Lower Manhattan’s Overcrowding Dilemma Continues As Another Luxury Tower Receives Permits
Residents in Lower Manhattan’s Financial District are wondering if they’ll ever know a life with blocked sidewalks, construction and chronic over-crowding.
Why have five floors when you can have 50? Every low rise building in New York City is, it seems a prime target for a gleaming new tower. NY Yimby has reported that Roe Corporation filed plans last week for a 42-story, mixed-use building at 265 Broadway, across from City Hall Park between Warren and Chambers streets, replacing the five-story property that currents sits there.
The new 510-foot-tall tower will hold an 80-room hotel on the first 12 floors and 38 spacious condos on the remaining 30 stories. Most of the apartments would be full-floor units or duplexes, and the top three floors would host a triplex penthouse. The luxury tower comes replete with a lounge, lobby, garden and offices on the ground floor and a restaurant and kitchen on the second.
Noted hotel designer/architect Gene Kaufman filed plans for the building. There is currently a flurry of construction activity taking place in the immediate vicinity, with towers sprouting like crabgrass in humid weather. They include the 54-story 23 Park Row, which is replacing the J&R electronics store, the Temple Court Building’s new 51-story neighbor at 5 Beekman Place, and the 67-story, Robert A.M. Stern-designed hotel and condominium building at 30 Park Place.
It’s a dramatic turnaround since the 911 decimated much of the area sixteen years ago. However, the non-stop building has angered some residents tired of living in a congested building site. The NY Times reported that Financial District Neighborhood Association was formed last year to deal with the chronic crowding and quality of life issues faced by residents. Tourists have arrived in their droves, firstly to Ground Zero and now to One World Trade Center and the National September 11 Memorial and Museum. The multiyear rebuilding included a new subways system and scores of new apartment buildings, restaurants and bars, bringing with it trash and foot traffic. The development of the Financial District is the missing link which began decades ago with the gentrification of Tribeca and the development Battery Park City.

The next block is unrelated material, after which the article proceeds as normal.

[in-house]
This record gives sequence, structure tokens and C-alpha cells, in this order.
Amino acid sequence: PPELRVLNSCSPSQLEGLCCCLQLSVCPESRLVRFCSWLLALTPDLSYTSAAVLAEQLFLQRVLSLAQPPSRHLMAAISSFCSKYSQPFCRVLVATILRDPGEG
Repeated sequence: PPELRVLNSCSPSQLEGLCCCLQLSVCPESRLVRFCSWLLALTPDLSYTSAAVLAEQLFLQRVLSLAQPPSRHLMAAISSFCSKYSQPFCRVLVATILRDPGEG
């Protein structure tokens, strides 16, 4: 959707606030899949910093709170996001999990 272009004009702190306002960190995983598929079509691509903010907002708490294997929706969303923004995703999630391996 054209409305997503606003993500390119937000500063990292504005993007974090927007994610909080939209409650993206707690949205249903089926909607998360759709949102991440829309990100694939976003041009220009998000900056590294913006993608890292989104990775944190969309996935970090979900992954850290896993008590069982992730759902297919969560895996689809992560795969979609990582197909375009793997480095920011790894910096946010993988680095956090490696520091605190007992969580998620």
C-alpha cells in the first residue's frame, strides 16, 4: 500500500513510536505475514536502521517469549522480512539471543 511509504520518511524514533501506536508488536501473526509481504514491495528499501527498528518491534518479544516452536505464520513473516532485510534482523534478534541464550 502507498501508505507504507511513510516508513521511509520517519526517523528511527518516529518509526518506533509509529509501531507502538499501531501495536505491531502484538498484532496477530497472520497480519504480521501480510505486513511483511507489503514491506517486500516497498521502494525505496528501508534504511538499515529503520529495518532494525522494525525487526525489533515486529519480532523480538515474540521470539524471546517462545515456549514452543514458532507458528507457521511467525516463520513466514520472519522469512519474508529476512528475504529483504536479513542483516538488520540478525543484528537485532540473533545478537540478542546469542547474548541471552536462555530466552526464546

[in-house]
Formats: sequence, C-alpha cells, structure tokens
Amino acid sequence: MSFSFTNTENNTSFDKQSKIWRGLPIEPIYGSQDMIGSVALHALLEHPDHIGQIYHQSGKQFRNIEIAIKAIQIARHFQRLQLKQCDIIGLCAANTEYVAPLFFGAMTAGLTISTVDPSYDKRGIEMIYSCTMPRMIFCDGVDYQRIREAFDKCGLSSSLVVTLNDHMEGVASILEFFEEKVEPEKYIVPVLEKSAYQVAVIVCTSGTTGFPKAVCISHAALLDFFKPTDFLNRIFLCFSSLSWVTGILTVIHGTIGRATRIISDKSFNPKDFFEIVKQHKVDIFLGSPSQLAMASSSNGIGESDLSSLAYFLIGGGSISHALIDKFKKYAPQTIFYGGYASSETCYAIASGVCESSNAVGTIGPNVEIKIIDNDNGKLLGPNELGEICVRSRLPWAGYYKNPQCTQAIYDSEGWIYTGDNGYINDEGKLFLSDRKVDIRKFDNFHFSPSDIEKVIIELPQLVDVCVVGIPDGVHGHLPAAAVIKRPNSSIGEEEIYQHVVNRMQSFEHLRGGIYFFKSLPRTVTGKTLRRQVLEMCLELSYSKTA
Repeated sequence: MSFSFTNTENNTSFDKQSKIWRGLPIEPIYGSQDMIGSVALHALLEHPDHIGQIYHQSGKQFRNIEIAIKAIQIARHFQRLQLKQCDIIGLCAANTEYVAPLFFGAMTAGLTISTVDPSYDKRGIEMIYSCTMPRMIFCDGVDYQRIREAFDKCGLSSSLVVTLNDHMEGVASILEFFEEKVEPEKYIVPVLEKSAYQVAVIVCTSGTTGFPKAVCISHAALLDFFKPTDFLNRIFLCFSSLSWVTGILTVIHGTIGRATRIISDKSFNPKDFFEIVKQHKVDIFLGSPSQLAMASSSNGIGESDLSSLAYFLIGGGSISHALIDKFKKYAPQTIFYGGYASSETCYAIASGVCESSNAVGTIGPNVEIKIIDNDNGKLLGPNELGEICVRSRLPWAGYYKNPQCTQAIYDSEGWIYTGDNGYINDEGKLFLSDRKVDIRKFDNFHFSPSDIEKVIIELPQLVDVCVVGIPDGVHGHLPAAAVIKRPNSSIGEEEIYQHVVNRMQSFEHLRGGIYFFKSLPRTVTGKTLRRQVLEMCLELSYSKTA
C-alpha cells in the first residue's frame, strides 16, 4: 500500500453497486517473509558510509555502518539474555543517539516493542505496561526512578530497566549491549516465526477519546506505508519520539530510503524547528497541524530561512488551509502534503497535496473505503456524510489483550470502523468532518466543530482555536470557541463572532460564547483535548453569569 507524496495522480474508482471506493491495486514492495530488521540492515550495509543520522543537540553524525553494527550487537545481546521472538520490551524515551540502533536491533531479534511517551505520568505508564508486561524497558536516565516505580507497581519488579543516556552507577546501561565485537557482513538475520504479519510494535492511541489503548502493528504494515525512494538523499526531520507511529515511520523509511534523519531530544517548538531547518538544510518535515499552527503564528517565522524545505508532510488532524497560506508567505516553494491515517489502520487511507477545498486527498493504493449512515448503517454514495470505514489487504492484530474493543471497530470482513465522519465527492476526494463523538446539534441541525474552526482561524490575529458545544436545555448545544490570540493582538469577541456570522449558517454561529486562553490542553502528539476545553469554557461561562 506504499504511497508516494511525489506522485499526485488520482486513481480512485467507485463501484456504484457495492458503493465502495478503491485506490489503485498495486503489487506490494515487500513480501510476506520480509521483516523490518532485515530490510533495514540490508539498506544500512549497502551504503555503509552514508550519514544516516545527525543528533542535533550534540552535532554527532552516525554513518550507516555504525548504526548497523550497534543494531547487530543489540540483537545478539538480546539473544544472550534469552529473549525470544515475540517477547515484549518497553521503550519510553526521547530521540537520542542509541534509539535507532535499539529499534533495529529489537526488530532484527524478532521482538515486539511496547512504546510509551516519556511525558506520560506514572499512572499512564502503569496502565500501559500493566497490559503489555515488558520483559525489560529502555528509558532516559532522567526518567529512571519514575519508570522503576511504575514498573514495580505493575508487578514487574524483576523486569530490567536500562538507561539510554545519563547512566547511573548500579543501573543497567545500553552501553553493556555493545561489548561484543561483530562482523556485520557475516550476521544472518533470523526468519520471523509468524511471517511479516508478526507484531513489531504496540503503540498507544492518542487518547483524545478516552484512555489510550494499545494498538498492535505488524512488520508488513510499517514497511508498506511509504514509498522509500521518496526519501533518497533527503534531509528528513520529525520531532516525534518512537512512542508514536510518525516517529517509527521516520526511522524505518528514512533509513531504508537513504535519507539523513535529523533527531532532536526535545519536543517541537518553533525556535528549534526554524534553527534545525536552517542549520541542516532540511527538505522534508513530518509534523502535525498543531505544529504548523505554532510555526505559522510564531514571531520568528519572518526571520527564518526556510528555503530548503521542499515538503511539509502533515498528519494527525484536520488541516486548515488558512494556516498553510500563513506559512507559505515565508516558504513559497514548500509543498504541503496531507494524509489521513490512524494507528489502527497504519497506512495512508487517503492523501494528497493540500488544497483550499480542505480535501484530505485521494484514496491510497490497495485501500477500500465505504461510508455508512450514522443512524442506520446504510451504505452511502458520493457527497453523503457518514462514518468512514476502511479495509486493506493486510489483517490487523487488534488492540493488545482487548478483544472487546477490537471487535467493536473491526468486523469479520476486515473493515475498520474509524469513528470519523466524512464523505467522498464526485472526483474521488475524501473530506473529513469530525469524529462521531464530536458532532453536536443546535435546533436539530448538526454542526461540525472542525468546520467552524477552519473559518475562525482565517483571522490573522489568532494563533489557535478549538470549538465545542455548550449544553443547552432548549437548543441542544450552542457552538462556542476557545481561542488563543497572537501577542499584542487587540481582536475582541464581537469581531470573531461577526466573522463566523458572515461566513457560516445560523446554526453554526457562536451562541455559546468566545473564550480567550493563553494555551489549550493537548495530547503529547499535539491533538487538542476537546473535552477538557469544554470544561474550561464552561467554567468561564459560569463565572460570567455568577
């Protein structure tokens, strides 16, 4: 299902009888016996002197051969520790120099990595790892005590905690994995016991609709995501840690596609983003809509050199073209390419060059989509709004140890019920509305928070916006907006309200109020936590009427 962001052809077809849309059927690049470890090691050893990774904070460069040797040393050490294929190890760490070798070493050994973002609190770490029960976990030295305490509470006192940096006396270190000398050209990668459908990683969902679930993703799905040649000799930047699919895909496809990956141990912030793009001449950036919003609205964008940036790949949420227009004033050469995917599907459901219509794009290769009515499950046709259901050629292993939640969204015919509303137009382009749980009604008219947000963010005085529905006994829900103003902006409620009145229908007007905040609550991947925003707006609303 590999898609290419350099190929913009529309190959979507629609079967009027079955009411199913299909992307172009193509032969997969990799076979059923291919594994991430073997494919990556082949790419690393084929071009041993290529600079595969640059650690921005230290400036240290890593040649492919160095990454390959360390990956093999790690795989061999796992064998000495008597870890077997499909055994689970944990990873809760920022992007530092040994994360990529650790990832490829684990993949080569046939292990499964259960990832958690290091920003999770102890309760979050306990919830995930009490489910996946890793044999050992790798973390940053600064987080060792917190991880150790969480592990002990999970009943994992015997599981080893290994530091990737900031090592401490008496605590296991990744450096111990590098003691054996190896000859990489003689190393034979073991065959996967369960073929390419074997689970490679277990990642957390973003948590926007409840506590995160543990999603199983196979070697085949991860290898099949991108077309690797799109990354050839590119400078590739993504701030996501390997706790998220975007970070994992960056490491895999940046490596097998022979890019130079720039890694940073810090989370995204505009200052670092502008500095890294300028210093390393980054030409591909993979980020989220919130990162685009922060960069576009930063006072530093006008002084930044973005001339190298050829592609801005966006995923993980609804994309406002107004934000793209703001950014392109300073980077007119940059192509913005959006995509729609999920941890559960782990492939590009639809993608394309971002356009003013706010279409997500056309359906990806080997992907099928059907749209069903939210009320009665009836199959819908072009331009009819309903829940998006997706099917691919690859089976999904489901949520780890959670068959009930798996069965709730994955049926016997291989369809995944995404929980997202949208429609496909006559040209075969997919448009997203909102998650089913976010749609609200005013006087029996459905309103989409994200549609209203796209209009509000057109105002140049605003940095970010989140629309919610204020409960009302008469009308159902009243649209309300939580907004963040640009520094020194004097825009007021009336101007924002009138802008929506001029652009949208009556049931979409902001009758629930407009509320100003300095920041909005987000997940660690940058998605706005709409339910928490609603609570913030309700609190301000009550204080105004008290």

“Crowding exists in other parts of the city,” said Patrick Kennell, 40, a lawyer who is also a member of the Financial District Neighborhood Association. “But it’s unique here because of the sheer amount of development that has happened post-9/11.”
Couple this with the fact that the downtown area is generally considered cooler by new media type businesses, start-ups and millennials. It means that jobs, commercial space and residences have migrated downtown created a bottleneck of congestion.
However, others may argue that is the price you pay for living in Manhattan, a center for arts, culture and now convenience. New shopping centers at Westfield World Trade Center and Brookfield Place, along with a new luxury multiplex movie theater with oversize leather chairs, pillows and blankets are big draws. In recent months, two luxury hotels, the Beekman and the Four Seasons Hotel New York Downtown, and the upscale Italian market Eataly NYC Downtown all opened their doors bringing with them the crowds.
Crowds the FIDI Neighborhood Association would argue, are one thing but the maddening din from construction and midnight garbage trucks are quite another. Scaffolds stay up for years on end darkening and blocking sidewalks, making it unaccommodating for families with strollers and small children to navigate. The schools have become crowded and babysitters almost impossible to find. Downtown Manhattan is the greatest advert for families to move to the suburbs. Many are holding on, waiting a time when the building eventually slows down. With the latest batch of towers having just received their permits, residents may be in for a long wait.
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